As we finish out this month over the weekend I wanted to share one more thought on the topic of responsibilities, this time with an eye to kids. Part of our job as adults is to teach our kids about responsibility so that when they’re adults they can handle the pressures that life (work, family, relationship, health etc.) puts on them as they grow up and become adults.

There are a variety of ways we can teach responsibilities, like talking about ours and helping kids understand why we do things. Traditionally chores have also been used to help teach responsibilities, and they’re a great way of having your kids participate in caring for the house and themselves, and can also help teach financial responsibility and management if you attach a monetary reward to completed chores.

Part of teaching them responsibilities is teaching them how to use the power that comes along with them, and giving them the opportunity to make choices for themselves.  One of the ways you can do this is by giving them options (that really aren’t options) to give them some control and power over their choices.  For example when they have to pick a snack after school you can give them a selection (at least 3 options) of fruits, vegetables and other healthy options to choose from.  If they have homework to do and need to shower before bed you can give them the choice of which they do first or if they do some of the work and then shower and then finish the work.

Yes, some of these choices/options means that you have to be prepared to have a little more variety in your life, for instance buying more options at the food store, but it gives them the ability to make some decisions and you to de-escalate a situation that could be much more difficult to resolve or handle if you just made the decisions for them.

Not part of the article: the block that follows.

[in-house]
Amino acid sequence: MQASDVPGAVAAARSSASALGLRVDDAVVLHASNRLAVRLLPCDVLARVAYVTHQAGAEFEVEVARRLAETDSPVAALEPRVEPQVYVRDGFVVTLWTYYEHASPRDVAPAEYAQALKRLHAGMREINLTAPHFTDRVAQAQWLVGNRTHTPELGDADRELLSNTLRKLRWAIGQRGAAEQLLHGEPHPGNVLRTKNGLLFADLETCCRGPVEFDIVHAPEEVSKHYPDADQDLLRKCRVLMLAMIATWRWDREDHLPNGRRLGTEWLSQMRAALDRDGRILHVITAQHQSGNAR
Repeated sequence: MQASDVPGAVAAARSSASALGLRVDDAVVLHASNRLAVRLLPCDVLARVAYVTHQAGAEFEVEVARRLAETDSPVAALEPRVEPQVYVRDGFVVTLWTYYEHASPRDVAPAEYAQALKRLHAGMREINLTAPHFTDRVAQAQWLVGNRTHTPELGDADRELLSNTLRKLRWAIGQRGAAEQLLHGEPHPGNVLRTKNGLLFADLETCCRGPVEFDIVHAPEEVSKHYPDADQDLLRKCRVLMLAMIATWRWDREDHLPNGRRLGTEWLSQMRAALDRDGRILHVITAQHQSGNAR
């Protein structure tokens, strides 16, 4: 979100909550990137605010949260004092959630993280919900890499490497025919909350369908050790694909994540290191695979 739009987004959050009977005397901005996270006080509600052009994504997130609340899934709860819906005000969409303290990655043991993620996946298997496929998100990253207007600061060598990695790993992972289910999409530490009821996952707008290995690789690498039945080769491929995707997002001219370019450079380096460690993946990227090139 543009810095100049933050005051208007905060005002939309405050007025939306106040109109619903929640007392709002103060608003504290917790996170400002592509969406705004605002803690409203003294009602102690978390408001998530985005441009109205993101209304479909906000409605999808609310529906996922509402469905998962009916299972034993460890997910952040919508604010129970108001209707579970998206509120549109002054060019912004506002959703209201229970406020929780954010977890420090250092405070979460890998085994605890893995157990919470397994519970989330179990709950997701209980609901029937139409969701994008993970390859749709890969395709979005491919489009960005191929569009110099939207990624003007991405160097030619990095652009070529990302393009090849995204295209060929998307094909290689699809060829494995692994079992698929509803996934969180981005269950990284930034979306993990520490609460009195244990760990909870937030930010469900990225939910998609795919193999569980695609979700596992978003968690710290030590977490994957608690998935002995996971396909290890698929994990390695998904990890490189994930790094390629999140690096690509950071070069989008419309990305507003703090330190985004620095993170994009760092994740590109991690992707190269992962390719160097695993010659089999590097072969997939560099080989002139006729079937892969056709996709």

What are your tips for teaching kids responsibilities?

Relationship Responsibilities

This month one of the things we’ve talked about is the topic of responsibility. Unless you or your partner is an abuser, serial killer or some other type of evil individual, and as long as you’re both in agreement with being in the relationship, you both have a responsibility to each other and your relationship.

You’ve got a responsibility to communicate with each other, to treat each other with sensitivity and compassion, to be respectful of each other, to consider each other’s opinions, to be open to each other’s needs, to support each other, to encourage each other, to be confident in each other, to grow the relationship, and to take care of each other through thick and thin. You also both have the responsibility to speak up if something, including the relationship, isn’t working for you.